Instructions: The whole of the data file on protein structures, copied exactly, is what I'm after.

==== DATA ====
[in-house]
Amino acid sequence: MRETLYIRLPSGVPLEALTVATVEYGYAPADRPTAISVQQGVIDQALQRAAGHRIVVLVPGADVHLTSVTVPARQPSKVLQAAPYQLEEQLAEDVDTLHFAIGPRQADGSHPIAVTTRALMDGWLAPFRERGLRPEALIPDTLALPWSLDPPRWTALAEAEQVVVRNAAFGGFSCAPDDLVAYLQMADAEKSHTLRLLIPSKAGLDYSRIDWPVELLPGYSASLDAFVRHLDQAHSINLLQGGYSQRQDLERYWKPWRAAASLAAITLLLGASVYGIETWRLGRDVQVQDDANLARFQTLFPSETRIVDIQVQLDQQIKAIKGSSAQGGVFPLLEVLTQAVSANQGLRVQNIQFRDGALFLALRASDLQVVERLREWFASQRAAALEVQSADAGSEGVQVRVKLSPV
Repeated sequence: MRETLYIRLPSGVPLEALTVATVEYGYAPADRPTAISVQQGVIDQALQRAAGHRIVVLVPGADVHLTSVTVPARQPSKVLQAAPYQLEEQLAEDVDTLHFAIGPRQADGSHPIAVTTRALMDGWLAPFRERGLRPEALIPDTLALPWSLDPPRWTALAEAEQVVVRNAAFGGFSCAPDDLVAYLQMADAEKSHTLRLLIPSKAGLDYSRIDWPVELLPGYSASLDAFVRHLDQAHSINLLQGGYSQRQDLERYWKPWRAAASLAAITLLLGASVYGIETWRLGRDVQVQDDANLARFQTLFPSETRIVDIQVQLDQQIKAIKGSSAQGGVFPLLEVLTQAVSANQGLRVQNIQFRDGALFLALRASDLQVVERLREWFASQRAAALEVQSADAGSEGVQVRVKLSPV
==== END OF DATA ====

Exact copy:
[in-house]
Amino acid sequence: MRETLYIRLPSGVPLEALTVATVEYGYAPADRPTAISVQQGVIDQALQRAAGHRIVVLVPGADVHLTSVTVPARQPSKVLQAAPYQLEEQLAEDVDTLHFAIGPRQADGSHPIAVTTRALMDGWLAPFRERGLRPEALIPDTLALPWSLDPPRWTALAEAEQVVVRNAAFGGFSCAPDDLVAYLQMADAEKSHTLRLLIPSKAGLDYSRIDWPVELLPGYSASLDAFVRHLDQAHSINLLQGGYSQRQDLERYWKPWRAAASLAAITLLLGASVYGIETWRLGRDVQVQDDANLARFQTLFPSETRIVDIQVQLDQQIKAIKGSSAQGGVFPLLEVLTQAVSANQGLRVQNIQFRDGALFLALRASDLQVVERLREWFASQRAAALEVQSADAGSEGVQVRVKLSPV
Repeated sequence: MRETLYIRLPSGVPLEALTVATVEYGYAPADRPTAISVQQGVIDQALQRAAGHRIVVLVPGADVHLTSVTVPARQPSKVLQAAPYQLEEQLAEDVDTLHFAIGPRQADGSHPIAVTTRALMDGWLAPFRERGLRPEALIPDTLALPWSLDPPRWTALAEAEQVVVRNAAFGGFSCAPDDLVAYLQMADAEKSHTLRLLIPSKAGLDYSRIDWPVELLPGYSASLDAFVRHLDQAHSINLLQGGYSQRQDLERYWKPWRAAASLAAITLLLGASVYGIETWRLGRDVQVQDDANLARFQTLFPSETRIVDIQVQLDQQIKAIKGSSAQGGVFPLLEVLTQAVSANQGLRVQNIQFRDGALFLALRASDLQVVERLREWFASQRAAALEVQSADAGSEGVQVRVKLSPV